High Conductivity, Flexible Fabrics

Event Date: March 30, 2018


  • Aaditya Candadai


  • RadhaKrishna Korlam (PURE 2018)
  • Emily Nadler (Spring 2019 - Spring 2020)
  • Jack Burke (Summer 2019)



Joint project with Prof. Justin Weibel

Project Overview:

w-power, wearable electronic devices require methods of attachment to non-flat surfaces, specifically the human form, as well as thermal management techniques to meet ergonomics-driven temperature constraints. Thermally conductive polymer fabrics can potentially serve as the device substrate while simultaneously providing heat spreading functionality. In this project, an intrinsic high thermal conductivity polymer material is identified, and its thermal properties are characterized in the fiber, yarn and fabric form by developing an infrared microscopy-based experimental measurement technique. The constructed plain-weave polymer fabric prototype is measured to have a high in-plane effective thermal conductivity (~10 W/mK), and a complementary reduced-order thermal model is also developed to predict effective fabric conductivity behavior. The project also includes design of laser-based non-contact techniques to measure in-plane anisotropy of these materials, as well as bend testing methods to assess the mechanical flexibility of the woven fabrics. The major expected outcome of the project is the development of thermomechanical metrology techniques and baseline experimental characterization results for wearable/flexible fabrics constructed from thermally conductive polymers, indicating great potential for their integration in high-performance wearable electronic packages where heat spreading is a crucial consideration.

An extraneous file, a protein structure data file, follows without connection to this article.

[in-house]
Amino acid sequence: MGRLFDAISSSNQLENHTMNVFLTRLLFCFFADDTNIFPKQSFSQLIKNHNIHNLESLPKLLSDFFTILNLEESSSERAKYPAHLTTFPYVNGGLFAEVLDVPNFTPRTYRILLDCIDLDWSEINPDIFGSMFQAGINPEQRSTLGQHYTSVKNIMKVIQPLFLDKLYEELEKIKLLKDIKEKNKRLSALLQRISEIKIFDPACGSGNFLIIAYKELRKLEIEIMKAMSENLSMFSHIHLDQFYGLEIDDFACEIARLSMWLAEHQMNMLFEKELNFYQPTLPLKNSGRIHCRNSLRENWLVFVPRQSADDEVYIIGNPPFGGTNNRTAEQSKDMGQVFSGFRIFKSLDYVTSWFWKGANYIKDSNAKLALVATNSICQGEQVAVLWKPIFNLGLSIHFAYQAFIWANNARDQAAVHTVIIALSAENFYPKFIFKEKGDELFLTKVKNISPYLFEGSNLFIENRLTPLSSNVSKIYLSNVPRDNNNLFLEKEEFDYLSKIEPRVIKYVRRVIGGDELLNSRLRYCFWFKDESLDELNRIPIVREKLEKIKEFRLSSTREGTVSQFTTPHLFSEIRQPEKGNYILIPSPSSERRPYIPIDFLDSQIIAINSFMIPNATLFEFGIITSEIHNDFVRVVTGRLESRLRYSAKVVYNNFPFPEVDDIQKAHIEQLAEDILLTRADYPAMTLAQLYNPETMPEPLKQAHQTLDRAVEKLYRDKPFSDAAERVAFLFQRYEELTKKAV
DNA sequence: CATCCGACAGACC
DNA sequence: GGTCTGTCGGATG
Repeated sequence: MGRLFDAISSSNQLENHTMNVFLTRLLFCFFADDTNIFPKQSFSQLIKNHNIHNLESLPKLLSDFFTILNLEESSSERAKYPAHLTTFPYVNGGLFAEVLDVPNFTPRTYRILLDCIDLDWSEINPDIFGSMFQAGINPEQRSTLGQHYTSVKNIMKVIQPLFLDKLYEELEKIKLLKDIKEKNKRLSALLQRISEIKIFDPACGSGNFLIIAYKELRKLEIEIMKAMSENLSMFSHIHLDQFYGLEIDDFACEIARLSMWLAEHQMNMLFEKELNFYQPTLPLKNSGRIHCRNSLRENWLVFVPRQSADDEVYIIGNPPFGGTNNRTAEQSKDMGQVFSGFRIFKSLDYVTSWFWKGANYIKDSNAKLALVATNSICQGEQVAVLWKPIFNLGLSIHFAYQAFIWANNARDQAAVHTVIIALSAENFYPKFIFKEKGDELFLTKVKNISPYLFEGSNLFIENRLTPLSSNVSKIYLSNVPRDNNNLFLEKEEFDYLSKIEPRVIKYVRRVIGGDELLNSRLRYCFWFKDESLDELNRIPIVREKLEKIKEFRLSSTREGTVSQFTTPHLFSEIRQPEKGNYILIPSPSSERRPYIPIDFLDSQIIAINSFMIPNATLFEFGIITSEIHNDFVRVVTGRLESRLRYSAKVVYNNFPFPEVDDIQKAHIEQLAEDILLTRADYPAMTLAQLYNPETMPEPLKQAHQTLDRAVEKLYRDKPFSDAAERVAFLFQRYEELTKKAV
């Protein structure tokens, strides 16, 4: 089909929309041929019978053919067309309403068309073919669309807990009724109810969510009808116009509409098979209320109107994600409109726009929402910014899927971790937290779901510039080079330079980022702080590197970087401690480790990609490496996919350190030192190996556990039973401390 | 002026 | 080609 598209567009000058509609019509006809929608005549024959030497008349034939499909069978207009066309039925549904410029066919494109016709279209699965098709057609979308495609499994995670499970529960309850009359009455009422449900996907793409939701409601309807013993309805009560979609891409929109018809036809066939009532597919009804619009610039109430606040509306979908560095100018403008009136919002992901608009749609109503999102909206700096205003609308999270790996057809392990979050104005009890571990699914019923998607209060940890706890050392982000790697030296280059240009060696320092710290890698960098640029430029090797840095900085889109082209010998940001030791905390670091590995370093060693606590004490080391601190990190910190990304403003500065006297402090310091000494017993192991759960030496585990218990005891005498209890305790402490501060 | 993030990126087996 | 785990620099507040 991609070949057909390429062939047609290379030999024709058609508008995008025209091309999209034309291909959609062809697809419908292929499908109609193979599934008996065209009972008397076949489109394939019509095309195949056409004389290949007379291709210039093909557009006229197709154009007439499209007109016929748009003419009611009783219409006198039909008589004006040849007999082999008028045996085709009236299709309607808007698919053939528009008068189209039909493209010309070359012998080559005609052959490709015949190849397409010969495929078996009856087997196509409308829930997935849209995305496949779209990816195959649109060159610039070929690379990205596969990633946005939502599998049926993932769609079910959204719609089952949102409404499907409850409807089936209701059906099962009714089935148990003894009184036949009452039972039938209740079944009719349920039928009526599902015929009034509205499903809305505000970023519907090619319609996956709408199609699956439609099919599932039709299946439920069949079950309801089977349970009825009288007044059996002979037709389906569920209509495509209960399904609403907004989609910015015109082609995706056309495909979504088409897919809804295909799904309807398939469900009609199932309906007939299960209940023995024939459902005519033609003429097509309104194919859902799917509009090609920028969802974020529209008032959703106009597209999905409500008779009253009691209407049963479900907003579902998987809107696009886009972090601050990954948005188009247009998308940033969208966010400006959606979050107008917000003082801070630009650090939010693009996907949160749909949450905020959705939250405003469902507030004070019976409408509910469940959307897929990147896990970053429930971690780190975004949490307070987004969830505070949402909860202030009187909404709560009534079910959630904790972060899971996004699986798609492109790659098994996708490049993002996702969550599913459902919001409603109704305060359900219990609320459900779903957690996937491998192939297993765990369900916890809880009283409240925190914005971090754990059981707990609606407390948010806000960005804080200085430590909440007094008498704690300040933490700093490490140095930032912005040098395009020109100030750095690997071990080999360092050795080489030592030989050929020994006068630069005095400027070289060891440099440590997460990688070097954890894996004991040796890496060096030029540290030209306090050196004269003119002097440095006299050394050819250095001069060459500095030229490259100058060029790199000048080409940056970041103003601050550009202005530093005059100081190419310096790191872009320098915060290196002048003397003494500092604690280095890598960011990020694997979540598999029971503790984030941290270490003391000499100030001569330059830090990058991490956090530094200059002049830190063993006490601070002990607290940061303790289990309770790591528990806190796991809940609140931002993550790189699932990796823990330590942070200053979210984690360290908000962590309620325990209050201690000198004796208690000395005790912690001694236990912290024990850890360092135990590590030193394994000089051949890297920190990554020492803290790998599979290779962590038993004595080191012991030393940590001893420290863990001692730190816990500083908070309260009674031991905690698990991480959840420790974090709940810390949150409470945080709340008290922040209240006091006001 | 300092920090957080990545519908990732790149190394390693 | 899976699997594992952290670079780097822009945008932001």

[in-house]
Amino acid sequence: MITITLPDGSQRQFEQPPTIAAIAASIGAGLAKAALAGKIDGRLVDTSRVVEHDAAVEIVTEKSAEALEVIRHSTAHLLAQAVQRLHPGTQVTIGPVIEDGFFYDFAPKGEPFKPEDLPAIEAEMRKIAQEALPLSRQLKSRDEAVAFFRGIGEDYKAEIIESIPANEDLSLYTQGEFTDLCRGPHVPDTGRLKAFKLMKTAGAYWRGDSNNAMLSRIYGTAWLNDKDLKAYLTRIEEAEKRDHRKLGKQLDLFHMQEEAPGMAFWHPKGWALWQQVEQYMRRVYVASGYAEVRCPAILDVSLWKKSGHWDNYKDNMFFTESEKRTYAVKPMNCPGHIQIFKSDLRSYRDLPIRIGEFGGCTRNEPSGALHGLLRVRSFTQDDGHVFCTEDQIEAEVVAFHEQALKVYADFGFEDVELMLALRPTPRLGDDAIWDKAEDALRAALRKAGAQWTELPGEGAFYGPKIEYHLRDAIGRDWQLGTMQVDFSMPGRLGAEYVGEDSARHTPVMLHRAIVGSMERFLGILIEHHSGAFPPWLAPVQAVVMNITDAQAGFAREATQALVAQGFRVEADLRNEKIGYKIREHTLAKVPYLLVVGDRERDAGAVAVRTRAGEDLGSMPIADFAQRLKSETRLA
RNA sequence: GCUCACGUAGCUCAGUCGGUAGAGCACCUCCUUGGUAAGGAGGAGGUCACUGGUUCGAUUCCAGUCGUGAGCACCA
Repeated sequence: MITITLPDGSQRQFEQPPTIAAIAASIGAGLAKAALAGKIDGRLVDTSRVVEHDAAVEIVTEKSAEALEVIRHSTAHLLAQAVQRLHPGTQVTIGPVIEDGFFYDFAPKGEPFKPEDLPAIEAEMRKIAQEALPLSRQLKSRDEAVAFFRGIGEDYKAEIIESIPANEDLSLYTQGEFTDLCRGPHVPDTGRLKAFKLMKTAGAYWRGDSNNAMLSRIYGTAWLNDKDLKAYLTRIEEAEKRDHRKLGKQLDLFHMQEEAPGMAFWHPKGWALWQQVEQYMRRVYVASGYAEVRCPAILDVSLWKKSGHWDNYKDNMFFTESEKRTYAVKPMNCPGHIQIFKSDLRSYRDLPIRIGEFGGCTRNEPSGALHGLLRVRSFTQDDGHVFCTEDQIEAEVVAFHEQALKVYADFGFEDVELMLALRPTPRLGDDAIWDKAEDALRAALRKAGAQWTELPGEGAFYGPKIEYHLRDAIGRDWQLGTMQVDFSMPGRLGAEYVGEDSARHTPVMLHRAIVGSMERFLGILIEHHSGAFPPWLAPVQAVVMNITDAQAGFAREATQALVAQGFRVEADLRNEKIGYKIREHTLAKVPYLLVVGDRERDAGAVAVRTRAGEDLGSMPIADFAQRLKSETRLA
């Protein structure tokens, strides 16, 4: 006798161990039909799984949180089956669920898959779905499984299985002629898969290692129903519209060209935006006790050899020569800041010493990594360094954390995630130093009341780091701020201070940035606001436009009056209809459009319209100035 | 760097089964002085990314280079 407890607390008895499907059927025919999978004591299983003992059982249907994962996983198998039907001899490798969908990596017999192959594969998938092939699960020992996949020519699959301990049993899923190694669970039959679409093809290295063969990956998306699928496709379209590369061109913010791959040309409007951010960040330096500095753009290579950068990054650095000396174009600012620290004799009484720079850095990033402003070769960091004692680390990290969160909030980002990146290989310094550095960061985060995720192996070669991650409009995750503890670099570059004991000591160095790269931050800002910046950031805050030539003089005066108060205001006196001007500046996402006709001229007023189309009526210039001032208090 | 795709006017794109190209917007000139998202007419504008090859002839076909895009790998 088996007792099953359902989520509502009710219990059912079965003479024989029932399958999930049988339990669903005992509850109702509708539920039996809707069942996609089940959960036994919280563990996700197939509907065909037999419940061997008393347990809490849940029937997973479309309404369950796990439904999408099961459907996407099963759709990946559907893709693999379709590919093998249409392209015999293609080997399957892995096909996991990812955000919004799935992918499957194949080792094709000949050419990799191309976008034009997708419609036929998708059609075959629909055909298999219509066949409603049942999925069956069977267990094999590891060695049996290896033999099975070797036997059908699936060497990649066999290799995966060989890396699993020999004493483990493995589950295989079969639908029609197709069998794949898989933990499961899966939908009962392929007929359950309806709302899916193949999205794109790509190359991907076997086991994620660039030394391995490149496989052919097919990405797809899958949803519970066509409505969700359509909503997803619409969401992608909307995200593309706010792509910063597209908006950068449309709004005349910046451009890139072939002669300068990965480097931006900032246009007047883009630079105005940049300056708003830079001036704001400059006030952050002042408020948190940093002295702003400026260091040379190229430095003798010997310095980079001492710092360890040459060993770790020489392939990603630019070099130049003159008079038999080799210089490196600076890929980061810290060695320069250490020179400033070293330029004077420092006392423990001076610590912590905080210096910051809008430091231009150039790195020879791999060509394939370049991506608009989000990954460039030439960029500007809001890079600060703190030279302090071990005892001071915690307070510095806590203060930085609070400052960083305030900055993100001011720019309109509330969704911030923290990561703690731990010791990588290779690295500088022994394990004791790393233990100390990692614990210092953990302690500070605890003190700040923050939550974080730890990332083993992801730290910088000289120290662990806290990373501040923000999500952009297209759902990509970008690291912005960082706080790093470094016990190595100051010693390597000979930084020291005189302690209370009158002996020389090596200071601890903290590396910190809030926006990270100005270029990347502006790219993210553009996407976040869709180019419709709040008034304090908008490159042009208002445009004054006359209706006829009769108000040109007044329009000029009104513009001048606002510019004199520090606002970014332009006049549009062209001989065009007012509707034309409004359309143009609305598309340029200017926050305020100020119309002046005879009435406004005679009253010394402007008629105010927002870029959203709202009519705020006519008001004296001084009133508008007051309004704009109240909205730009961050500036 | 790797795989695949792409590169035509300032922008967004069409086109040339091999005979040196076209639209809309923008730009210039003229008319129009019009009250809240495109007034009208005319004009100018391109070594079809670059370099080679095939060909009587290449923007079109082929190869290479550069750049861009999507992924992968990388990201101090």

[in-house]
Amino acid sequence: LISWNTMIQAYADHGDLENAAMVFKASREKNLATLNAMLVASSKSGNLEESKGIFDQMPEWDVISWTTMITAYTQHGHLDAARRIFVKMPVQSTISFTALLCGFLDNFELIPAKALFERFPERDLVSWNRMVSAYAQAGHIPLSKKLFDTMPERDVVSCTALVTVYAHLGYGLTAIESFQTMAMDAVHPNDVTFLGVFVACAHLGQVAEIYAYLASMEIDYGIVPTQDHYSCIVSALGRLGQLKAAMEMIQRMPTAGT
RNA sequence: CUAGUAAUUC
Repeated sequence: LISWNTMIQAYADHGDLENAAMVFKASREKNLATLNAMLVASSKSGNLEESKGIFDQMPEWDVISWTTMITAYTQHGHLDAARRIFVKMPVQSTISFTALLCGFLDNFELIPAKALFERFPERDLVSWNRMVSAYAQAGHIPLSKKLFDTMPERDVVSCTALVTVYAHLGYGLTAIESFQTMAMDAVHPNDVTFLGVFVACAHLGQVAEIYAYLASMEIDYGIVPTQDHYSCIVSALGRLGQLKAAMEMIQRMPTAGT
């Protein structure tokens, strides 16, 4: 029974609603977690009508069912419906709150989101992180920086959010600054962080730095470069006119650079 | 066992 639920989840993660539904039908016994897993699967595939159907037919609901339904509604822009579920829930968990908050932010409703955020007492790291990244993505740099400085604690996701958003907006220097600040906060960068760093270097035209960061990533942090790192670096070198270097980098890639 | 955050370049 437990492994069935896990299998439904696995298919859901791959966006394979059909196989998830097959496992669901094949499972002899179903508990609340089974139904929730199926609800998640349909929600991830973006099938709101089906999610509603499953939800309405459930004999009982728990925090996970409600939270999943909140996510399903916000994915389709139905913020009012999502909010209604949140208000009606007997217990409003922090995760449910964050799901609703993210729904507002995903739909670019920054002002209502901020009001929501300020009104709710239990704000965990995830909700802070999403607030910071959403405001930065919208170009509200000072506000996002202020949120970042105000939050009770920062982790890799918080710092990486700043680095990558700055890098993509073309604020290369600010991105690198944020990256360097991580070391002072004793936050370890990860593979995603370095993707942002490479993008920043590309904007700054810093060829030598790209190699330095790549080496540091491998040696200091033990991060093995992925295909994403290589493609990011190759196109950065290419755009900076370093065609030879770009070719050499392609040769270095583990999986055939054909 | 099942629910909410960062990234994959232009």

Fabric Thermal Characterization Test Facility


Fabric bending stiffness test

Characterization of in-plane spreading anisotropy leveraging IR microscopy and laser heating

Selected Related Publications: